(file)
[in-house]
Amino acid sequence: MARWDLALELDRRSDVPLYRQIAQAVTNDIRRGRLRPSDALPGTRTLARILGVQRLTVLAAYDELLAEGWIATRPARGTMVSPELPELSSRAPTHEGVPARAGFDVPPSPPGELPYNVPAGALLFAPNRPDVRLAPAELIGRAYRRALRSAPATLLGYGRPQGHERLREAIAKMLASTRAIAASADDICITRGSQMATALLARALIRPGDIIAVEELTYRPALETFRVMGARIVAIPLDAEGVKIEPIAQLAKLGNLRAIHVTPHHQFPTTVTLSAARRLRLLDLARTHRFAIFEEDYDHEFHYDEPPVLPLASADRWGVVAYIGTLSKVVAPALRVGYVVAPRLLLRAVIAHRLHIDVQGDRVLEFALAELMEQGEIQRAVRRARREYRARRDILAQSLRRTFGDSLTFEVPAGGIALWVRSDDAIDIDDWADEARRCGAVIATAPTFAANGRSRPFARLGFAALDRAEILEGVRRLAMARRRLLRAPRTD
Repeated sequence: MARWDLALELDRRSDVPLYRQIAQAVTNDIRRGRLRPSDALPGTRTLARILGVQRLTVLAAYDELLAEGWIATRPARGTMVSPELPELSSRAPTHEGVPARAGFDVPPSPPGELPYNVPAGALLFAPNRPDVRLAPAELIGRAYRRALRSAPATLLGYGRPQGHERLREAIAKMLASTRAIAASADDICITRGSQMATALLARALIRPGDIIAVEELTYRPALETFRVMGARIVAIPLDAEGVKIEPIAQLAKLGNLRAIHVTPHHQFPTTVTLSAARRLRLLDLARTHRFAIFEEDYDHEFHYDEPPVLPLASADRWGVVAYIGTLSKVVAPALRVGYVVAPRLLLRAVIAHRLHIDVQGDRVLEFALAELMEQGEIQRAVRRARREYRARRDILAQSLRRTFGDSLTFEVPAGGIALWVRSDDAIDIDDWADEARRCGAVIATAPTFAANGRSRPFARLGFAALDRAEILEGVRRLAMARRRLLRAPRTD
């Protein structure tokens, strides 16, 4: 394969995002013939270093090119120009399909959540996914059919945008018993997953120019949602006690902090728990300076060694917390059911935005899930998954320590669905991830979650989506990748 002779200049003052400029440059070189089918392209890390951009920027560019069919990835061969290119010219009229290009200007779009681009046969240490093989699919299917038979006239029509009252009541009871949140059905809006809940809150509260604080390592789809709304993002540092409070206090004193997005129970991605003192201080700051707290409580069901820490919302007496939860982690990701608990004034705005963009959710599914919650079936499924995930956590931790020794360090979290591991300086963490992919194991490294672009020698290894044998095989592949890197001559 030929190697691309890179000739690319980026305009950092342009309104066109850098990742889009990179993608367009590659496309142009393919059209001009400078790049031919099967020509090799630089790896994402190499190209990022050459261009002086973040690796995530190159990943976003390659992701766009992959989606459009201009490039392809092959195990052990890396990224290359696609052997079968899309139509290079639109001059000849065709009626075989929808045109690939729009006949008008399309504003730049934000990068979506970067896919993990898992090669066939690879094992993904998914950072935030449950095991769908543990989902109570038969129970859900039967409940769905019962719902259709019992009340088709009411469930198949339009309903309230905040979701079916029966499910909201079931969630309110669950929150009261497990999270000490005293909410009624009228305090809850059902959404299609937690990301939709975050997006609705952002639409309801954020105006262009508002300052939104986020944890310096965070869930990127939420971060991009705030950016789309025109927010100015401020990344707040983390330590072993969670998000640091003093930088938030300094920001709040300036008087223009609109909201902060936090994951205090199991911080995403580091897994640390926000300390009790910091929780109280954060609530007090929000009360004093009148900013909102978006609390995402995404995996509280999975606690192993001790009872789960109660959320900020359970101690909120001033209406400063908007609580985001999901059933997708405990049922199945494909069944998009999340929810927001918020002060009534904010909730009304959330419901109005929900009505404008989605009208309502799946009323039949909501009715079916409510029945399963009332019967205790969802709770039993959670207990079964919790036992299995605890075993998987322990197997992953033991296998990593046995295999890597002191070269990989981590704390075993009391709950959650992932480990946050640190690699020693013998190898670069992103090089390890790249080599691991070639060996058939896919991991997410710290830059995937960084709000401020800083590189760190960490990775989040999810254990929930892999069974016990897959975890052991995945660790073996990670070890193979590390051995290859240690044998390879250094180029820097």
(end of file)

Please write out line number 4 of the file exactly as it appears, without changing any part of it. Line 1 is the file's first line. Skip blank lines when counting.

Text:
């Protein structure tokens, strides 16, 4: 394969995002013939270093090119120009399909959540996914059919945008018993997953120019949602006690902090728990300076060694917390059911935005899930998954320590669905991830979650989506990748 002779200049003052400029440059070189089918392209890390951009920027560019069919990835061969290119010219009229290009200007779009681009046969240490093989699919299917038979006239029509009252009541009871949140059905809006809940809150509260604080390592789809709304993002540092409070206090004193997005129970991605003192201080700051707290409580069901820490919302007496939860982690990701608990004034705005963009959710599914919650079936499924995930956590931790020794360090979290591991300086963490992919194991490294672009020698290894044998095989592949890197001559 030929190697691309890179000739690319980026305009950092342009309104066109850098990742889009990179993608367009590659496309142009393919059209001009400078790049031919099967020509090799630089790896994402190499190209990022050459261009002086973040690796995530190159990943976003390659992701766009992959989606459009201009490039392809092959195990052990890396990224290359696609052997079968899309139509290079639109001059000849065709009626075989929808045109690939729009006949008008399309504003730049934000990068979506970067896919993990898992090669066939690879094992993904998914950072935030449950095991769908543990989902109570038969129970859900039967409940769905019962719902259709019992009340088709009411469930198949339009309903309230905040979701079916029966499910909201079931969630309110669950929150009261497990999270000490005293909410009624009228305090809850059902959404299609937690990301939709975050997006609705952002639409309801954020105006262009508002300052939104986020944890310096965070869930990127939420971060991009705030950016789309025109927010100015401020990344707040983390330590072993969670998000640091003093930088938030300094920001709040300036008087223009609109909201902060936090994951205090199991911080995403580091897994640390926000300390009790910091929780109280954060609530007090929000009360004093009148900013909102978006609390995402995404995996509280999975606690192993001790009872789960109660959320900020359970101690909120001033209406400063908007609580985001999901059933997708405990049922199945494909069944998009999340929810927001918020002060009534904010909730009304959330419901109005929900009505404008989605009208309502799946009323039949909501009715079916409510029945399963009332019967205790969802709770039993959670207990079964919790036992299995605890075993998987322990197997992953033991296998990593046995295999890597002191070269990989981590704390075993009391709950959650992932480990946050640190690699020693013998190898670069992103090089390890790249080599691991070639060996058939896919991991997410710290830059995937960084709000401020800083590189760190960490990775989040999810254990929930892999069974016990897959975890052991995945660790073996990670070890193979590390051995290859240690044998390879250094180029820097």